In its ongoing quest to help publishers and designers adapt print-style layouts to the Web across devices, Adobe has admittedly run into a few limitations. As powerful as HTML and CSS are, they don't yet offer the means to create layouts with unlimited flexibility like print designers can.

Not content to settle for what's possible, Adobe has recommended some specifications to the W3C that will allow CSS to create much more fluid, flexible layouts.

CSS Regions is a module that builds on the column-based layout options now available in CSS3 to enable front-end developers to flow text across different columns (or "regions") on a page. This allows for more dynamic page designs, which can shapeshift to fit different devices and device orientations on-the-fly.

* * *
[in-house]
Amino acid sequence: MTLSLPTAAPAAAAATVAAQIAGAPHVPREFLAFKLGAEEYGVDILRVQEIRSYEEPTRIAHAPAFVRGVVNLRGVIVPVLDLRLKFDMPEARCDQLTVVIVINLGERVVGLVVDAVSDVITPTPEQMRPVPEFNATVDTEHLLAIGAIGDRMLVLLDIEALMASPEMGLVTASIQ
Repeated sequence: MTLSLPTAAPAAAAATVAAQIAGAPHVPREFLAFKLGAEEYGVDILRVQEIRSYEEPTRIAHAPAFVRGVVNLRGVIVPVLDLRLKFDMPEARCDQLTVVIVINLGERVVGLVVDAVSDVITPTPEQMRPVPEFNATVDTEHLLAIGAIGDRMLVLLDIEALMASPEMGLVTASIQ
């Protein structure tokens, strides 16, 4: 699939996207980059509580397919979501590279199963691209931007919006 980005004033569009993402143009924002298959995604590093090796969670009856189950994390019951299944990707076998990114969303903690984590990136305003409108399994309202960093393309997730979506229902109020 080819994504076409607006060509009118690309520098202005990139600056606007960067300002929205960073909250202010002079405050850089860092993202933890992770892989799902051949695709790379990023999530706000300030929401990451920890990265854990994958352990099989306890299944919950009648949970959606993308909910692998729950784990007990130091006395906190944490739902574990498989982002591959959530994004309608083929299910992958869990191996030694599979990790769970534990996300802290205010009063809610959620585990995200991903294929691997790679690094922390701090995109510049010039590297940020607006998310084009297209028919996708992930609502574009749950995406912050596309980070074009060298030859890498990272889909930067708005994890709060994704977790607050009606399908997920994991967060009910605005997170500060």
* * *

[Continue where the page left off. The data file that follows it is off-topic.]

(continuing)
The CSS Regions standard recently made its way into both the WebKit browser engine project and latest Chromium release, and will also be supported by Internet Explorer 10.

Another improvement to CSS proposed by Adobe is called Exclusions, which lets developers flow text into a non-rectangluar shape, or to wrap it around graphics on the screen, much like what's been possible in desktop publishing for decades. Check out the video below for examples of these new standards at work.